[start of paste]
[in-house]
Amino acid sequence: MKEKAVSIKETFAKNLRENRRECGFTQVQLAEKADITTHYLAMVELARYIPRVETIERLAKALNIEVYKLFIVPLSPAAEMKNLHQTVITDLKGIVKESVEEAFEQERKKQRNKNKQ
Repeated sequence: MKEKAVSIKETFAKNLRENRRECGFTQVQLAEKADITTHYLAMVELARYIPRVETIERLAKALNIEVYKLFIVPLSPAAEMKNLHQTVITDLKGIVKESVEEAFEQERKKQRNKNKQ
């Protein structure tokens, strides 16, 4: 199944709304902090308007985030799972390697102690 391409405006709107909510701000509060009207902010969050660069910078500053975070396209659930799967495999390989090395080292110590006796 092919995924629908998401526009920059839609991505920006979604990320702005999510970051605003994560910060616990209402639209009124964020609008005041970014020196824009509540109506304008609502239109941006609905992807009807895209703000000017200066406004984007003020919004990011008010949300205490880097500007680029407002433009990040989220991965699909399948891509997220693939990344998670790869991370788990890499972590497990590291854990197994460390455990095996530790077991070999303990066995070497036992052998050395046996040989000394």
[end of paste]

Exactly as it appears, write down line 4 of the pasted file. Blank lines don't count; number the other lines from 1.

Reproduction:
């Protein structure tokens, strides 16, 4: 199944709304902090308007985030799972390697102690 391409405006709107909510701000509060009207902010969050660069910078500053975070396209659930799967495999390989090395080292110590006796 092919995924629908998401526009920059839609991505920006979604990320702005999510970051605003994560910060616990209402639209009124964020609008005041970014020196824009509540109506304008609502239109941006609905992807009807895209703000000017200066406004984007003020919004990011008010949300205490880097500007680029407002433009990040989220991965699909399948891509997220693939990344998670790869991370788990890499972590497990590291854990197994460390455990095996530790077991070999303990066995070497036992052998050395046996040989000394």